Sept. 26, 2013
MADISON, Wis. -- As a student-athlete, Genevieve Richard knows how to make an impact on the soccer field. Making an impact on the community is something that is just as important to her.
“We wanted to increase our community involvement and the Sickle Cell BBQ was a great opportunity,” Richards said. “We played soccer with three young boys -- it is amazing how something so simple could bring so much happiness to a child and help them forget about their everyday struggles.”
On Sept. 18, Richard, Lexi Peterson, Molly Laufenberg and Brianna Stelzer of women’s soccer; Aja Van Hout and Madison Blaydes of women’s swimming and diving; Alexander DeLakis of men’s swimming and diving; and Grace Heglund-Lohman of women’s track and field attended the first Badger Childhood Cancer Network’s Sickle Cell BBQ at Rennebohm Park in Madison.
The student-athletes spent the day playing soccer, tag, and other fun activities with the kids.
Anne Spurgeon, Badger Childhood Cancer Networks’ executive director, said the goal of the event was to provide the kids with a fun day in the park to take their minds off of their disease while also raising awareness about Sickle Cell disease.
“The Badger Childhood Cancer Network Sickle Cell BBQ’s purpose was to create a fun and positive environment, where the kids can play have fun with family, friends and UW-student-athletes,” Spurgeon said. “We thought hosting a BBQ could bring everyone together outside the traditional counseling environment.”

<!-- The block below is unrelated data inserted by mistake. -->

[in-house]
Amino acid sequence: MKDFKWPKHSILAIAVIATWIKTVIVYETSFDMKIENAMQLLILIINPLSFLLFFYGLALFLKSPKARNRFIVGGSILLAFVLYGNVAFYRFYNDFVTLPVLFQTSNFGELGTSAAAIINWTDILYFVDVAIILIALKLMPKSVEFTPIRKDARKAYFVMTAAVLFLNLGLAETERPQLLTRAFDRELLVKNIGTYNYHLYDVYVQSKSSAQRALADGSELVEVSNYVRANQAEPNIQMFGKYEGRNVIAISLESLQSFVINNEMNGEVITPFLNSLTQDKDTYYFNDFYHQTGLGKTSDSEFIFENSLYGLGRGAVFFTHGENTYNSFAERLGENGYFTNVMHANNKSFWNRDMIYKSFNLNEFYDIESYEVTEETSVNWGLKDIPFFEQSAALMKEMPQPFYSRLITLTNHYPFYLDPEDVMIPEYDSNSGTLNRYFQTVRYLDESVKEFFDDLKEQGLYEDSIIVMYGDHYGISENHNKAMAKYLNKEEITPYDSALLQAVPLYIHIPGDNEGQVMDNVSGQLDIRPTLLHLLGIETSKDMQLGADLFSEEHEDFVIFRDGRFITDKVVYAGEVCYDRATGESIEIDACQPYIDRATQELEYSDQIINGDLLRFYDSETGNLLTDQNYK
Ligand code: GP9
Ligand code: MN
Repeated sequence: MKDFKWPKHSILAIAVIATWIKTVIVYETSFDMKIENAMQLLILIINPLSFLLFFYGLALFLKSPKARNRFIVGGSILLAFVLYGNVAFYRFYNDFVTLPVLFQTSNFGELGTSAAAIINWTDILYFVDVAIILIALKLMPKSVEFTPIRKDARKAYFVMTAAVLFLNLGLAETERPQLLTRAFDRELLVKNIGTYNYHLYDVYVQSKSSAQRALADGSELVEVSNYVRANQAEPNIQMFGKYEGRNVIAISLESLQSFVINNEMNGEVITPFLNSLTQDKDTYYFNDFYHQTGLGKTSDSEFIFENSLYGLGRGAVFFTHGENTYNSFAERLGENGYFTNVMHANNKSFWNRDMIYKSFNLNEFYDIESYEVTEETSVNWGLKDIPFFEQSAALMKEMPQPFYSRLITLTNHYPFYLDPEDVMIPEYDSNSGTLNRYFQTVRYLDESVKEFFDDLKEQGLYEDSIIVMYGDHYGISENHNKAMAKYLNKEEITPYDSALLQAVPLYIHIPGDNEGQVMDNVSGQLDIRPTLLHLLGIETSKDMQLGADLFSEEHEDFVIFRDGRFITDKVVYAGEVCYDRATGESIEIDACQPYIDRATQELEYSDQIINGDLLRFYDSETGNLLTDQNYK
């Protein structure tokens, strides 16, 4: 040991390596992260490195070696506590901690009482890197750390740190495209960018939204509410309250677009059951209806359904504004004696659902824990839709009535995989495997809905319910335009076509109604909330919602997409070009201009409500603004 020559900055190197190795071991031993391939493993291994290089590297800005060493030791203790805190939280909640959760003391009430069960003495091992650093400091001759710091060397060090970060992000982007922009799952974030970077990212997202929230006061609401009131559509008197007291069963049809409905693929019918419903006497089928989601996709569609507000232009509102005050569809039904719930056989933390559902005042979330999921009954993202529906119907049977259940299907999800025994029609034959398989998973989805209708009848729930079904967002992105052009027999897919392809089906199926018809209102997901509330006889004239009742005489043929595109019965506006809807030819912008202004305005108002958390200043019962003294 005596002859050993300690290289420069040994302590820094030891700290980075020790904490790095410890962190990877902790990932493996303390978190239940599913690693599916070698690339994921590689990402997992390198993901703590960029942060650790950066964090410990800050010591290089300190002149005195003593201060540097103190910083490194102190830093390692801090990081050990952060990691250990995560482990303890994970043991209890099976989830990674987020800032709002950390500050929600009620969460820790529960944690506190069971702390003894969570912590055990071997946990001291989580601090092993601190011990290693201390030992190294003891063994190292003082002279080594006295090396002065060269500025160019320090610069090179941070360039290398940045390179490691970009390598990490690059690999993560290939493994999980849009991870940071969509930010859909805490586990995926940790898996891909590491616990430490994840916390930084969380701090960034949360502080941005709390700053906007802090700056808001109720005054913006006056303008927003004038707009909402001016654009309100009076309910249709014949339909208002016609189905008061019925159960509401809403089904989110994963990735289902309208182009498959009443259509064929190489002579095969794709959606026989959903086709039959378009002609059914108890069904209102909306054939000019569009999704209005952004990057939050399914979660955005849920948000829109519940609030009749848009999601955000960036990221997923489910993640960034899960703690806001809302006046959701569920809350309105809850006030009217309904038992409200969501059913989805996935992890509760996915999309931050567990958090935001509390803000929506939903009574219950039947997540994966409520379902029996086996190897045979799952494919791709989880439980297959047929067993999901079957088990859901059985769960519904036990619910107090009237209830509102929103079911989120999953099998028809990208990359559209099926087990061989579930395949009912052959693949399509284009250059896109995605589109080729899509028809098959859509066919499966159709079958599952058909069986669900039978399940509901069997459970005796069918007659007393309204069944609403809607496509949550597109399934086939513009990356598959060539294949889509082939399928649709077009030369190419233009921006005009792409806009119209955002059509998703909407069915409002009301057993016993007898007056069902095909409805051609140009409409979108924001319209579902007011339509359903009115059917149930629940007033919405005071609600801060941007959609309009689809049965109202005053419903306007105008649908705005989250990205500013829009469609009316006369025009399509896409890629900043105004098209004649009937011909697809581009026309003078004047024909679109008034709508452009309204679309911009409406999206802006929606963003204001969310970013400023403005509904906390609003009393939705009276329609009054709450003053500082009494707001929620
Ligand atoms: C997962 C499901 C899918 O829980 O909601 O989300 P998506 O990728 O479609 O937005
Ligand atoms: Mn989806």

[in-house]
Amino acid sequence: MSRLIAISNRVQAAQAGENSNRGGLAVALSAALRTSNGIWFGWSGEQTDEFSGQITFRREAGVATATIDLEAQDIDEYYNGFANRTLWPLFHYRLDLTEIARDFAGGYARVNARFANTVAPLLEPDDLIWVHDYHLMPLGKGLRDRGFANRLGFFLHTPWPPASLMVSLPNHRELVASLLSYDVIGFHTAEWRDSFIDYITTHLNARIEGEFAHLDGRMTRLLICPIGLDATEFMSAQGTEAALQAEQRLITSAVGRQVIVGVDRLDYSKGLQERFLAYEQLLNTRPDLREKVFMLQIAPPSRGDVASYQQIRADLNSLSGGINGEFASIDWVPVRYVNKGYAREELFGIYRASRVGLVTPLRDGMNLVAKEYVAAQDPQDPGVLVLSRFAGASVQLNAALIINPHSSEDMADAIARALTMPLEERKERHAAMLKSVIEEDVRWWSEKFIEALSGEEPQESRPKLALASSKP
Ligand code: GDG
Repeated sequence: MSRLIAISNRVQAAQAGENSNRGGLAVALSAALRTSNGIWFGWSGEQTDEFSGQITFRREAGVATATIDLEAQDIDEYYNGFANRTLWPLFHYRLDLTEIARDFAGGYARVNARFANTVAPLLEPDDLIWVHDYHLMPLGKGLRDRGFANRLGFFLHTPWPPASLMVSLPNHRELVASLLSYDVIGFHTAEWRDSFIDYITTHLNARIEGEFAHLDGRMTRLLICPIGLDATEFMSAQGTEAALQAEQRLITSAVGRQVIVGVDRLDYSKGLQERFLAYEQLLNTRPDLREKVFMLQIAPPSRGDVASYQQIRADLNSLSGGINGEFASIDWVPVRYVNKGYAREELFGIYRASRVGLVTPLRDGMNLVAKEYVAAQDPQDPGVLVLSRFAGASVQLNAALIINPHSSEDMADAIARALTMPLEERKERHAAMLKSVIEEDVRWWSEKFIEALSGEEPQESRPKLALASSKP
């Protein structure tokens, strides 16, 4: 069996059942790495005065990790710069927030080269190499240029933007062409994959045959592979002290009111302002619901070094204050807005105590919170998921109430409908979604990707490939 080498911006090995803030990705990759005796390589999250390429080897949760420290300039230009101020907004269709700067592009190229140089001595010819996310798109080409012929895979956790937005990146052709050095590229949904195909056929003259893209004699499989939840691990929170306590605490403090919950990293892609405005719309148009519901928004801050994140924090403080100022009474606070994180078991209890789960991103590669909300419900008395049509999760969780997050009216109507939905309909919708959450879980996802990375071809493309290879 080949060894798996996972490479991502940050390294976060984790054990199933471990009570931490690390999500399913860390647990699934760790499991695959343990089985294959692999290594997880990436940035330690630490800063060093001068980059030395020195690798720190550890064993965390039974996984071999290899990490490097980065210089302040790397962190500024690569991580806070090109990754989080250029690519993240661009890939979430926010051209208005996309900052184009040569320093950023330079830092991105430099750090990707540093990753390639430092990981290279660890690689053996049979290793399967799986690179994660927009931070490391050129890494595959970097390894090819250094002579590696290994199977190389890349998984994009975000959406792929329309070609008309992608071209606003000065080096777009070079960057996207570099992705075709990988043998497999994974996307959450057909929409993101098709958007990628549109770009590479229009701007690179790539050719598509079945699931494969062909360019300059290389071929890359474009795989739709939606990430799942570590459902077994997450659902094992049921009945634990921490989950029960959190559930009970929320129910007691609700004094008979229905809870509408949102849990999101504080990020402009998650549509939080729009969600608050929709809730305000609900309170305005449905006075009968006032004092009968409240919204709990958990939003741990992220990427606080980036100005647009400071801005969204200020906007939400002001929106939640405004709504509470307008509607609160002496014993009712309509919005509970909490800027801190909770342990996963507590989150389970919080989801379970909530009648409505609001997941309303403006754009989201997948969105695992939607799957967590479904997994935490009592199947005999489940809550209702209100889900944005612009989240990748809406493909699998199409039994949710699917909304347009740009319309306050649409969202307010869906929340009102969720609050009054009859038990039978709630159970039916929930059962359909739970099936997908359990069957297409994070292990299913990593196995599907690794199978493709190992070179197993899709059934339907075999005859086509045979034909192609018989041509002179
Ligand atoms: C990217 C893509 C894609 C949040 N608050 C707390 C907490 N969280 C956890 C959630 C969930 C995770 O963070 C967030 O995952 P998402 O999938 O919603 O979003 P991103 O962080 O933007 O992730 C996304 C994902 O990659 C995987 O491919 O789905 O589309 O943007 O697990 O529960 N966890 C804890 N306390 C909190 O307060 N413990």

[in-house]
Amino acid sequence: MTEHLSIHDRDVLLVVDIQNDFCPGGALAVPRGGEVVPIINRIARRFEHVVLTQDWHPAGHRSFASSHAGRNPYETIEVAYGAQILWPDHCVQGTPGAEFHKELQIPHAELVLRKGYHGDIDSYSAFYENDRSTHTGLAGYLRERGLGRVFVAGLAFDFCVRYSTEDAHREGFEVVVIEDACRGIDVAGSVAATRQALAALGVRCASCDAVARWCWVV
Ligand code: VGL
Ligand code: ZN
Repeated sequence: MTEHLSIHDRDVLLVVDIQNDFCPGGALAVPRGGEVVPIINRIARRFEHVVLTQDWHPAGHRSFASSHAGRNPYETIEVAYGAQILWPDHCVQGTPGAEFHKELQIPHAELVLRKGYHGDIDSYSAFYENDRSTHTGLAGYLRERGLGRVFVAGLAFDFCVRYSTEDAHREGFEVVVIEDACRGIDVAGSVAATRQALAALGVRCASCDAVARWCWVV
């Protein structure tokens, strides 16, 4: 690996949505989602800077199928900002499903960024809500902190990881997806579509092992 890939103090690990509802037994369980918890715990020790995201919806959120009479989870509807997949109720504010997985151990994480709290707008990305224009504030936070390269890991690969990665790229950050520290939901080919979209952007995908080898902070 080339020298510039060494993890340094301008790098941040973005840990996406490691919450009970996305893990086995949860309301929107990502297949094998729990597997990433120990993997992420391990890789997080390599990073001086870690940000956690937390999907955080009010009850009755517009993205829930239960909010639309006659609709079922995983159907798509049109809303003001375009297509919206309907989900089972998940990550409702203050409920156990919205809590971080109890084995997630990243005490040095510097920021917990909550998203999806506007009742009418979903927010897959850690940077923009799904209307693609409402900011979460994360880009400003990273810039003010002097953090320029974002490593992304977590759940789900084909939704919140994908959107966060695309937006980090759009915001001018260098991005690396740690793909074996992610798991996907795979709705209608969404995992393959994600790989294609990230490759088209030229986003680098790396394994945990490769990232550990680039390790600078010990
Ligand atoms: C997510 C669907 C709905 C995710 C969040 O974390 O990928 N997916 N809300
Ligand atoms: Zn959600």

The student-athletes enjoyed spending time with members of the community and appreciated having the opportunity to give back to everyone that has supported them.
“We all need each other,” Richard said. “As a UW student-athlete, we have fans and donors who come to games and support us. Now it’s our turn to give back to the community and support them the same way they supported us.”
Spurgeon was thrilled with the outcome of the event and was impressed with the involvement of the student-athletes. She is already looking forward to next year’s event.
“The UW student athletes went above and beyond. They played soccer with the kids and shared laughs, as well,” Spurgeon said. “For the first time we as an organization were able to increase awareness about Sickle Cell disease in a fun way.
“The BBQ was a great success, it was a special moment for the children and we will be doing it again next year.”